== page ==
“Kids grow up in five different places and return to nowhere,” Phil Elverum, the man behind solo project Mount Eerie (formerly the Microphones), told The Believer in 2009. It was the year he released Wind’s Poem, a turbulent, black metal-influenced album he wrote while weathering a winter of his own emotional durm und strang in Norway. But for all of Elverum’s battles with, and musings on, displacement, Clear Moon is no other than a testament to what it means to return home.
A foggy, brooding melancholia permeates Clear Moon—along with the nature allegories and narrative, confessional lyrics Elverum largely became known for after the Microphones’ 2003 album The Glow Pt. 2. But with the first few resonant, whole chords of “Through The Trees Pt. 2,” it’s apparent that this sound is one that has followed a restoration—one that the rest of the album unpacks carefully, at times still roiling with the remnant violence of Wind’s Poem (see “The Mouth Of Sky”). It’s a tension always threatening to rip apart Clear Moon’s fragile, new calm, one he composed in a converted Catholic church in his hometown, in a studio he built himself.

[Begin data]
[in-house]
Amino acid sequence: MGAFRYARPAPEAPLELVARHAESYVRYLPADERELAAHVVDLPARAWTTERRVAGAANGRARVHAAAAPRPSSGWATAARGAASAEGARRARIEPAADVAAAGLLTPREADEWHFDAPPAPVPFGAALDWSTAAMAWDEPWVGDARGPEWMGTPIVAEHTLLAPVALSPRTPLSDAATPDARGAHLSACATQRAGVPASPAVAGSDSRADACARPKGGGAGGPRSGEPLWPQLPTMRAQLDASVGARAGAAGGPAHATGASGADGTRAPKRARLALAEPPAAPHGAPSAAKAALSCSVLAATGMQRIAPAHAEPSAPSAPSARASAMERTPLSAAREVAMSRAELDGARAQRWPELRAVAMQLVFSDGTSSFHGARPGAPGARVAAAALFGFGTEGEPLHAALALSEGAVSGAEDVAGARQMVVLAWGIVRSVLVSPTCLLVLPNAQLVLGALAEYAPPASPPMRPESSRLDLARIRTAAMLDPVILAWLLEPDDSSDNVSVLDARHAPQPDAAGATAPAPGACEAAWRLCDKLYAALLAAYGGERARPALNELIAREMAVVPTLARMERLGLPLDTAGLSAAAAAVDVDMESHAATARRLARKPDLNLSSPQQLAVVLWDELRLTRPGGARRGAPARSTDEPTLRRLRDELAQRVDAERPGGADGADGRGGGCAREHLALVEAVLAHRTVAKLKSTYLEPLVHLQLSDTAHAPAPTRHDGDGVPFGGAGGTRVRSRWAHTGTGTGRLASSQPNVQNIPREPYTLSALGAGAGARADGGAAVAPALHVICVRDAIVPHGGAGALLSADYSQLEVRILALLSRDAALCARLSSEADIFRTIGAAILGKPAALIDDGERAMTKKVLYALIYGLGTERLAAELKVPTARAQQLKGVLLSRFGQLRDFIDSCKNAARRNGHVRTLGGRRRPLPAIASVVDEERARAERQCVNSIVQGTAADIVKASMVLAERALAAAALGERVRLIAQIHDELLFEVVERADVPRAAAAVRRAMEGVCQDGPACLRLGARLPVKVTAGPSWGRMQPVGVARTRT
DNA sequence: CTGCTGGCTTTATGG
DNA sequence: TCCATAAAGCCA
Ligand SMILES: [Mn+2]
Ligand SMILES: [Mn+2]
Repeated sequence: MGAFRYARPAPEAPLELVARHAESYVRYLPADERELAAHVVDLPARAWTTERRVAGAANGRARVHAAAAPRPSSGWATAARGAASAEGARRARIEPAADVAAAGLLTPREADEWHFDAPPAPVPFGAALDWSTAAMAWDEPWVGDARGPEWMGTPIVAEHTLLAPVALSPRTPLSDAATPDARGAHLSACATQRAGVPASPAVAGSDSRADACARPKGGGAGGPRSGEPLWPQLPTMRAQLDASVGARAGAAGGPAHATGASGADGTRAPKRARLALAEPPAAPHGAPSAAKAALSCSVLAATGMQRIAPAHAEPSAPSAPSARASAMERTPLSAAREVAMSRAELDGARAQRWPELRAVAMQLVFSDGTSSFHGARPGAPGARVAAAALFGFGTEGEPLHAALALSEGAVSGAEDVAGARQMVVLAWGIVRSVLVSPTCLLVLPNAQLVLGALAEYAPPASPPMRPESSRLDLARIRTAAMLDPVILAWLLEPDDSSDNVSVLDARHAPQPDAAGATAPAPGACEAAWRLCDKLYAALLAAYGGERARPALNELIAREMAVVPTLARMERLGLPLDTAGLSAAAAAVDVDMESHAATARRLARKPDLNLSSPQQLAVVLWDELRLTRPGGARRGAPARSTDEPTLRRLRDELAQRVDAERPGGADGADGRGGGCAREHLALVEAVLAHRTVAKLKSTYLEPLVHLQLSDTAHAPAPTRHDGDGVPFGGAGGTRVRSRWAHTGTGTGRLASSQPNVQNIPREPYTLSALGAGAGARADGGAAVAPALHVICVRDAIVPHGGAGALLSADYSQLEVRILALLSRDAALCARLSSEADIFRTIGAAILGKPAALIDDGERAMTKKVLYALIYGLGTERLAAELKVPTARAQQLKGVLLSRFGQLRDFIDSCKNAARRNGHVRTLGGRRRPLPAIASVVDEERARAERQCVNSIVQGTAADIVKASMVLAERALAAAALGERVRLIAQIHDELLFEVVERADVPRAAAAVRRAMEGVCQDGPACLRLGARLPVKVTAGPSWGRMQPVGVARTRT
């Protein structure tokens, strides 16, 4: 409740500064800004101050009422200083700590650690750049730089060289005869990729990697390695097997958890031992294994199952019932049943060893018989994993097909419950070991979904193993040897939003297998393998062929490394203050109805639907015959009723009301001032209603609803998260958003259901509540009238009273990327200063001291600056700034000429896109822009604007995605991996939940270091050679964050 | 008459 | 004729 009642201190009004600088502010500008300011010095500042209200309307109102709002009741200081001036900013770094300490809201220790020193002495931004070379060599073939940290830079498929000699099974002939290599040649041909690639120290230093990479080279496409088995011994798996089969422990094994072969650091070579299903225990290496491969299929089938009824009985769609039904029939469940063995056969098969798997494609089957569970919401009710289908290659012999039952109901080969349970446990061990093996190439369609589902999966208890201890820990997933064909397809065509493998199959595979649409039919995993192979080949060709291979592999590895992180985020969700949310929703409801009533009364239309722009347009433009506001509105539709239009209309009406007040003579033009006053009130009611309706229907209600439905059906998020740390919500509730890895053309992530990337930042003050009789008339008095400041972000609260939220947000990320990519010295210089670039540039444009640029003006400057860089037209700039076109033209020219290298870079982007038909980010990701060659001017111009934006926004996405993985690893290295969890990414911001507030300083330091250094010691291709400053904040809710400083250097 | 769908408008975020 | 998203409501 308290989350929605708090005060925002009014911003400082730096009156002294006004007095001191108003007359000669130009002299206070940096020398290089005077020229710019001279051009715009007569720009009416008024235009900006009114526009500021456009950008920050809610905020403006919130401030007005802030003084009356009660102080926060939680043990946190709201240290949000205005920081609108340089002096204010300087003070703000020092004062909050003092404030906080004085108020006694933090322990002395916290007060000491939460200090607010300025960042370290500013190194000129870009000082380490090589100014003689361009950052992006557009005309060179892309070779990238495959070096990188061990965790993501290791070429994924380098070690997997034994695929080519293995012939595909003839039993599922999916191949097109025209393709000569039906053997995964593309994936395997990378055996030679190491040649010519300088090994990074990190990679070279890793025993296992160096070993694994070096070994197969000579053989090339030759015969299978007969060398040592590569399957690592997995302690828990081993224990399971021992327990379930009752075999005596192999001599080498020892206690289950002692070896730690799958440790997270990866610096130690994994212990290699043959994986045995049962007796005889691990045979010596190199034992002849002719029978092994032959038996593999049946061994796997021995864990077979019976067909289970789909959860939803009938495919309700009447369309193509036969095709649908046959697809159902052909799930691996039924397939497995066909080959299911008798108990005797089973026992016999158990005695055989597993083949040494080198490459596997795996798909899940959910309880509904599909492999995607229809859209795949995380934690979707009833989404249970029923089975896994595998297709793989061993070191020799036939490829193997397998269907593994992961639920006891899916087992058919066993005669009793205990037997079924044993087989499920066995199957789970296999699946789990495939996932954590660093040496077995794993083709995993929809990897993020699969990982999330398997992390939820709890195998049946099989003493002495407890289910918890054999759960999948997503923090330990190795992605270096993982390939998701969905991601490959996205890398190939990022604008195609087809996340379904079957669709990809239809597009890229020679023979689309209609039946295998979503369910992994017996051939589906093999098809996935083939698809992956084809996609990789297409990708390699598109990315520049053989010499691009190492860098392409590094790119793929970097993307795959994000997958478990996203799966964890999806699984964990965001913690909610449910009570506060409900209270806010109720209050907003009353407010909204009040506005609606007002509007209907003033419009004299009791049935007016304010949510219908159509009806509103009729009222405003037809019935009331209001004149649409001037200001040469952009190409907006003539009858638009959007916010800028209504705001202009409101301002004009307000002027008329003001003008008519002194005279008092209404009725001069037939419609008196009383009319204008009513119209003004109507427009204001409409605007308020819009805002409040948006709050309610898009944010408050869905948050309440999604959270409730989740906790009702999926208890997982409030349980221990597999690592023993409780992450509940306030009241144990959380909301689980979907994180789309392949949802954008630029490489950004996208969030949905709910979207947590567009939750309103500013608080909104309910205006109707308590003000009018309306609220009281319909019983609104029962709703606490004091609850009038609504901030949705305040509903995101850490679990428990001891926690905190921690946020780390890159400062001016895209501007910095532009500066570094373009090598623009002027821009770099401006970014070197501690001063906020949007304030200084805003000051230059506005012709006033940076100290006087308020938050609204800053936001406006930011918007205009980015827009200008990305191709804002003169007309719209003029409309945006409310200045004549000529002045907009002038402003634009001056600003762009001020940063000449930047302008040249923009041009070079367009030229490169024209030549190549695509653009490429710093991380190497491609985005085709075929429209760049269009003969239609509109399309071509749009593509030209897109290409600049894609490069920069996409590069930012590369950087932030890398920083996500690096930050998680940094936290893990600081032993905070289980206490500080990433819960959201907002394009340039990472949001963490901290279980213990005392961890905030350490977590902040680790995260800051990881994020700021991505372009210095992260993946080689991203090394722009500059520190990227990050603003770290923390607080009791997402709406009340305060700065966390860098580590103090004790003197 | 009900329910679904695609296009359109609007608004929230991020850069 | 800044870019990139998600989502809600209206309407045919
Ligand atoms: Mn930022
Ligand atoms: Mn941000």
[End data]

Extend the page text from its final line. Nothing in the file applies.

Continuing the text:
“I go on describing this place and the way it feels,” Elverum sings, by way of explaining the ruminations to follow. “It’s hard to describe without seeming absurd.” He has a point. Trees, the wind, the moon—they’re accessible, but too much repetition falls short of meditation and lands in kitsch. But the beauty of Elverum’s place-based songwriting is that you don’t need to be a disciple of Annie Dillard to navigate his world. Clear Moon lends itself as much to a good pair of headphones and an open window as it is does to mountains.